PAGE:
Building a safer future: the courts’ approach to fire safety cases

7 February 2023
By Fenchurch Law

The Grenfell tragedy in 2017 has prompted safety investigations in myriad buildings across the UK, with owners and occupiers questioning whether other settings are similarly defective.  Many disputes have arisen, with a handful of cases now determined following trials in the Technology & Construction Court.  Overall the courts have adopted a robust approach to responsibility for cladding defects, rejecting typical defence arguments around scope of duty, causation and assessment of loss.

Recent Judgments

Martlet Homes Ltd v Mulalley & Co. Ltd

In July 2022, the claimant was awarded £8 million in damages to remediate high rise residential blocks in Gosport where a “StoTherm Classic” cladding system, including combustible expanded polystyrene insulation, had been applied to external walls during refurbishment in 2005 – 2008.  This was held to contravene fire safety standards (the specification breach case), and the system had been defectively installed with inadequate fire breaks (the installation breach case).  Costs incurred in removal and replacement of the cladding with a non-combustible alternative could be recovered, together with expenses of a waking watch fire patrol interim measure.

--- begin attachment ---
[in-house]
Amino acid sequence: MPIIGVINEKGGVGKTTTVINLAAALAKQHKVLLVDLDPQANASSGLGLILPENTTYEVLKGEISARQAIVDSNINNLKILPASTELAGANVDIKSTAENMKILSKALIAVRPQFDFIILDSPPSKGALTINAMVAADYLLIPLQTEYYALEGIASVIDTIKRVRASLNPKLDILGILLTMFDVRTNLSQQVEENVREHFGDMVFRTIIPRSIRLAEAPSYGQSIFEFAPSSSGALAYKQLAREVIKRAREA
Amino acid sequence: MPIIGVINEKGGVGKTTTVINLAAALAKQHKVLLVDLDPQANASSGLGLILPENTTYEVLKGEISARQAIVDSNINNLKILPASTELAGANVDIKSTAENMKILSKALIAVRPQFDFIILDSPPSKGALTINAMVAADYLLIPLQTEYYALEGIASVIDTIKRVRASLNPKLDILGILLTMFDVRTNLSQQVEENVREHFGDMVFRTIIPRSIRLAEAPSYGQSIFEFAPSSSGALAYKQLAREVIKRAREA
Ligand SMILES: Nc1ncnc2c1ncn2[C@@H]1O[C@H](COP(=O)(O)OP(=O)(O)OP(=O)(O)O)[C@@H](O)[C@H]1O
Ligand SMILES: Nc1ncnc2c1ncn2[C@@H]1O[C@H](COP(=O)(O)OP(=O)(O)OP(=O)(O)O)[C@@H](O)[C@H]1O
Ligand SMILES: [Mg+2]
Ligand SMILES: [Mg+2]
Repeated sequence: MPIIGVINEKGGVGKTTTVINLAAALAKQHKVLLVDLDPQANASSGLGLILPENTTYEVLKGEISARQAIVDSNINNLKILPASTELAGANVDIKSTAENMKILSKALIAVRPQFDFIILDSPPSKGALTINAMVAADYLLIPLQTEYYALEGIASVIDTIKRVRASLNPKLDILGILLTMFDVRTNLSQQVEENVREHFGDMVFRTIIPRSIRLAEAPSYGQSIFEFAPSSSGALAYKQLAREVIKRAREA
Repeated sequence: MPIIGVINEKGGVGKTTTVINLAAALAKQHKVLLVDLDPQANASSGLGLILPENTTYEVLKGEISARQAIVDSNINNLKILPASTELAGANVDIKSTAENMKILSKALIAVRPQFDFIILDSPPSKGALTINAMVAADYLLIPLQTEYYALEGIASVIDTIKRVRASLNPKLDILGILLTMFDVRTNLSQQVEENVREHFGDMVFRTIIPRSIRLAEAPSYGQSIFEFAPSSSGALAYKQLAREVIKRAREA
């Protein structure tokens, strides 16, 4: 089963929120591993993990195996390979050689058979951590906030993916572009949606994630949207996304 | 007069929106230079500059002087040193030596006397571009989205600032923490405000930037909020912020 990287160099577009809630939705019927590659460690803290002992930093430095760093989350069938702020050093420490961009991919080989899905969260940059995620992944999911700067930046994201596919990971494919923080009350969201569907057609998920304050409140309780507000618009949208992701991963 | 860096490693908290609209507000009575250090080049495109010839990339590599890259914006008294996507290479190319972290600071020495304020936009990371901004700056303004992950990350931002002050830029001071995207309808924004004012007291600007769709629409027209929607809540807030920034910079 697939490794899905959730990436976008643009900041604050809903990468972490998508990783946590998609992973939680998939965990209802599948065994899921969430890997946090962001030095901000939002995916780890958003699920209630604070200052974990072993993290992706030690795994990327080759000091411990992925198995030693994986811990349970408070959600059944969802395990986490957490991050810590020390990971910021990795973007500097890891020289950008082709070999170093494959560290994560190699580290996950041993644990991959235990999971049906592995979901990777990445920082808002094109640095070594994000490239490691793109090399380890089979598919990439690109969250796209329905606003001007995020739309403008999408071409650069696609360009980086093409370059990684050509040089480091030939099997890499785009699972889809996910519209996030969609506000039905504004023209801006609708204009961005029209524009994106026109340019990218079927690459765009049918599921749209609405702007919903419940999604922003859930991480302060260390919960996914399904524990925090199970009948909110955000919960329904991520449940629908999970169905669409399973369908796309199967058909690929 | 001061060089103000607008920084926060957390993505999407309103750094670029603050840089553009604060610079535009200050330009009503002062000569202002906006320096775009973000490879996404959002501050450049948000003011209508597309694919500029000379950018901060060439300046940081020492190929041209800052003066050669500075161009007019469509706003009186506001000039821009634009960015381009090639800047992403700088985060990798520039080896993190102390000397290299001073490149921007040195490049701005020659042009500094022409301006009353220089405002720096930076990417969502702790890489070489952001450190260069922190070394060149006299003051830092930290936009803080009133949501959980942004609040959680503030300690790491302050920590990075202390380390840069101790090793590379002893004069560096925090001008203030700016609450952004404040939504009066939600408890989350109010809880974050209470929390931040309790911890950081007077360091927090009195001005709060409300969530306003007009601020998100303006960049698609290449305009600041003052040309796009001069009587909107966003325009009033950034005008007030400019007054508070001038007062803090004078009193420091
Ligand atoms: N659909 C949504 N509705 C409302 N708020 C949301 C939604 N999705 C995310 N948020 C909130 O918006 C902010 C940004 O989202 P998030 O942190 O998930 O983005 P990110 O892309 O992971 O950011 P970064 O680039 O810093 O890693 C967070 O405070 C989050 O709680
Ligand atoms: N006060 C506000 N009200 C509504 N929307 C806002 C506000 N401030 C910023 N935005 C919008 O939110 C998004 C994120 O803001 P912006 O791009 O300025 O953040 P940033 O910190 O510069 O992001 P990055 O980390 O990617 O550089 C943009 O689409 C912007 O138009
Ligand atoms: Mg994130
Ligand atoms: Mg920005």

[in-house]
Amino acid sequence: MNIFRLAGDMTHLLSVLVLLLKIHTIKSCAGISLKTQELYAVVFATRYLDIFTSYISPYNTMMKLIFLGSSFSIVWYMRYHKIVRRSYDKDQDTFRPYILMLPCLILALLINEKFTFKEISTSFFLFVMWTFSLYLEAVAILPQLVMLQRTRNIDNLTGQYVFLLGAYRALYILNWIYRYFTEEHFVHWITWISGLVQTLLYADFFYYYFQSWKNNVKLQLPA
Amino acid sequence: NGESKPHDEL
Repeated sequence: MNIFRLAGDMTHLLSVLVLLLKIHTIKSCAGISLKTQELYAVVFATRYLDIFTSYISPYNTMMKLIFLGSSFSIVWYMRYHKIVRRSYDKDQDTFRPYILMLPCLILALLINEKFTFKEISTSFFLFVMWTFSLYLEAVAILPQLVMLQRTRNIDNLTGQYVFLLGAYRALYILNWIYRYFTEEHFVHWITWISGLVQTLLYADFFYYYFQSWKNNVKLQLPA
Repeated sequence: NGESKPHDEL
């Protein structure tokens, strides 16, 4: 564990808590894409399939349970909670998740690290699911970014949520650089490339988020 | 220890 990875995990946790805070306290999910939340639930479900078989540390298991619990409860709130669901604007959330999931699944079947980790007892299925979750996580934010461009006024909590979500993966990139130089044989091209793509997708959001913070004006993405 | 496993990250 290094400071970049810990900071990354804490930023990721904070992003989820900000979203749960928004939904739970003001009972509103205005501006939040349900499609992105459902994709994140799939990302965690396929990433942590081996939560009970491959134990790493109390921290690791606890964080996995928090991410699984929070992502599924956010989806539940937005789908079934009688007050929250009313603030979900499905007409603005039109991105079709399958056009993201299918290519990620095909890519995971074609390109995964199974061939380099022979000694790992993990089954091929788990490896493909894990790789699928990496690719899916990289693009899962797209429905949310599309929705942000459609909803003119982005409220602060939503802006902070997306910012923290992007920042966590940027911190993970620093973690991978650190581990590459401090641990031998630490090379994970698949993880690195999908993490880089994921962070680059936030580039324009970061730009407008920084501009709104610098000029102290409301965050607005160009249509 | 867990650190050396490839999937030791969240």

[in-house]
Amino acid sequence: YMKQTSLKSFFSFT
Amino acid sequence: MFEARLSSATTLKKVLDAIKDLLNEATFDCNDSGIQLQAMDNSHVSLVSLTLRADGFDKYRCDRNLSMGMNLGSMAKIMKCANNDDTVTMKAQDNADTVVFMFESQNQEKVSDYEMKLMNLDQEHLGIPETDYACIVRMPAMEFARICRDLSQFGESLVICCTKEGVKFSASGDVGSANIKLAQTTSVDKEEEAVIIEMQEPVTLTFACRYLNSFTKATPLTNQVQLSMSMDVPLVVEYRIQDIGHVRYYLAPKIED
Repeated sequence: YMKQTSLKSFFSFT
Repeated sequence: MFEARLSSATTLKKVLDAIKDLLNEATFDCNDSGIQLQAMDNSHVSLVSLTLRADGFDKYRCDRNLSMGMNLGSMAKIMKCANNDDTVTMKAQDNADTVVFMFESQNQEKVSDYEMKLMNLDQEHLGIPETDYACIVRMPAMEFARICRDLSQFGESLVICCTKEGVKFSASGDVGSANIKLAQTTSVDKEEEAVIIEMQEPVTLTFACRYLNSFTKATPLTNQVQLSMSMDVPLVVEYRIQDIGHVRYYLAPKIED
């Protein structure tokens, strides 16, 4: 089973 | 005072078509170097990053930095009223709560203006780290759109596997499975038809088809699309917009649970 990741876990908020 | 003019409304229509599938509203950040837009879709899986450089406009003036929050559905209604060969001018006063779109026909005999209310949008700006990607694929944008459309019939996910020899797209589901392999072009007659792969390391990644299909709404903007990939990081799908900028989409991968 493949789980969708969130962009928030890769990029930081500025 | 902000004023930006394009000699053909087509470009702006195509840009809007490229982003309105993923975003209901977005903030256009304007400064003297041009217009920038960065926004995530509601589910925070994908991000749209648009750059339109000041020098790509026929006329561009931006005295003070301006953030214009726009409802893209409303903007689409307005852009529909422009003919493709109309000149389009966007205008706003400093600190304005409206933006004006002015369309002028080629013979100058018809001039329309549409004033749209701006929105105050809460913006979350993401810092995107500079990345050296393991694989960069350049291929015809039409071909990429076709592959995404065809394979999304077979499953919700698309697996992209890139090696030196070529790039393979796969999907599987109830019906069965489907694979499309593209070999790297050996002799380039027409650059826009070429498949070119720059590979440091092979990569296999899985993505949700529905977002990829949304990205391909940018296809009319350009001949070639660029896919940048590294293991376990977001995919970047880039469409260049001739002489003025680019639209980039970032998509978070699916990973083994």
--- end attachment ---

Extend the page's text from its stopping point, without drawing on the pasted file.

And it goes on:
St James’s Oncology SPC Ltd v Lendlease Construction (Europe) Ltd & another